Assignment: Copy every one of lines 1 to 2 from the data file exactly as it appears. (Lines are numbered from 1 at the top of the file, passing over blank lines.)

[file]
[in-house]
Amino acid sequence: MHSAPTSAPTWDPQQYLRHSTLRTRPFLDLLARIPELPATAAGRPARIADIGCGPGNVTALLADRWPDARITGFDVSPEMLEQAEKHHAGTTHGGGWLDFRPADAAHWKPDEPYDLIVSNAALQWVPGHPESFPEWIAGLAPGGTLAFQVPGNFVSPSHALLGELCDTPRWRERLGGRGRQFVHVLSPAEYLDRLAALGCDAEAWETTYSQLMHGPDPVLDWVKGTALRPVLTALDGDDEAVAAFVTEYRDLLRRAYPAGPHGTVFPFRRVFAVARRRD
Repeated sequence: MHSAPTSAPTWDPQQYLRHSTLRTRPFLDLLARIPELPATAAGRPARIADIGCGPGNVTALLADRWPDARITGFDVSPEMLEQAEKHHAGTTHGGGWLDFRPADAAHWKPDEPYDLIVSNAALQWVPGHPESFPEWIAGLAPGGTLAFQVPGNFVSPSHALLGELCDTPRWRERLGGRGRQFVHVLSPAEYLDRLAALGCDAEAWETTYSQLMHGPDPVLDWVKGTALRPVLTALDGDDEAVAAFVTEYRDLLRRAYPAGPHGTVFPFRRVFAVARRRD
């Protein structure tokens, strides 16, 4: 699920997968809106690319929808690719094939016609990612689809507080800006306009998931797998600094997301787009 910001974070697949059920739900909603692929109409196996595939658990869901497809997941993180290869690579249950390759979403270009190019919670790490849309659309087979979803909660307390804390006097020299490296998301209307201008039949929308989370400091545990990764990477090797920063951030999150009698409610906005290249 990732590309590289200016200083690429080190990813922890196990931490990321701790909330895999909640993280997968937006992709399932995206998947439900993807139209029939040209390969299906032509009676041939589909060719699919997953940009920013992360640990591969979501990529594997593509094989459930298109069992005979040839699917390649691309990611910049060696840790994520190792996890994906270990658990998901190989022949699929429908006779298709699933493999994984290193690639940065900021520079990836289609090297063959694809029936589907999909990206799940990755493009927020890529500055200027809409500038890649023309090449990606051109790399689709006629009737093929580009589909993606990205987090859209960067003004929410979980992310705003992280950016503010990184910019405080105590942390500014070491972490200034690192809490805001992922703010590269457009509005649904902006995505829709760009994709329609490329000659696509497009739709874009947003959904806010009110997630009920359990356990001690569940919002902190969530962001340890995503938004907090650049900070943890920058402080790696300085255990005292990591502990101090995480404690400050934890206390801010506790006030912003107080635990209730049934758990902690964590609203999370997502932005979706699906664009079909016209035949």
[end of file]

[in-house]
Amino acid sequence: MHSAPTSAPTWDPQQYLRHSTLRTRPFLDLLARIPELPATAAGRPARIADIGCGPGNVTALLADRWPDARITGFDVSPEMLEQAEKHHAGTTHGGGWLDFRPADAAHWKPDEPYDLIVSNAALQWVPGHPESFPEWIAGLAPGGTLAFQVPGNFVSPSHALLGELCDTPRWRERLGGRGRQFVHVLSPAEYLDRLAALGCDAEAWETTYSQLMHGPDPVLDWVKGTALRPVLTALDGDDEAVAAFVTEYRDLLRRAYPAGPHGTVFPFRRVFAVARRRD